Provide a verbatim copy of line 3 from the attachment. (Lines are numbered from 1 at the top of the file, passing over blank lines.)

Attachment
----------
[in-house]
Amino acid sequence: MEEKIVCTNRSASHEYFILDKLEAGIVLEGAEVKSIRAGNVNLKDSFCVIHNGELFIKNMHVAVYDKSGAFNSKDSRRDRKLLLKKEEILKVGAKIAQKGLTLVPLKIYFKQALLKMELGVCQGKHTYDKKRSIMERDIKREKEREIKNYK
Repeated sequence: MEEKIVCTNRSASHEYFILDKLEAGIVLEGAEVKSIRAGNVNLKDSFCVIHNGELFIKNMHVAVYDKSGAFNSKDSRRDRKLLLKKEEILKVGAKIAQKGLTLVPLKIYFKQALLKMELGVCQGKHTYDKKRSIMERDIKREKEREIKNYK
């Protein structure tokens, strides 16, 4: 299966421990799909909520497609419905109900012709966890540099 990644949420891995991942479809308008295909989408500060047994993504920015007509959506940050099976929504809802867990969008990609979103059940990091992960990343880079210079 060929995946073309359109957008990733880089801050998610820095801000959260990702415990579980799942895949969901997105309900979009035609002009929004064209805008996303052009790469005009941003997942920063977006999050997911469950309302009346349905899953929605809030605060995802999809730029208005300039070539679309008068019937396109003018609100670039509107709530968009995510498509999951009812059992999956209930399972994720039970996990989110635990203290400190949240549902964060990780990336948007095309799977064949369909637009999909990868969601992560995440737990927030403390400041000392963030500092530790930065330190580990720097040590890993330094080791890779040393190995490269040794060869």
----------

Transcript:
Repeated sequence: MEEKIVCTNRSASHEYFILDKLEAGIVLEGAEVKSIRAGNVNLKDSFCVIHNGELFIKNMHVAVYDKSGAFNSKDSRRDRKLLLKKEEILKVGAKIAQKGLTLVPLKIYFKQALLKMELGVCQGKHTYDKKRSIMERDIKREKEREIKNYK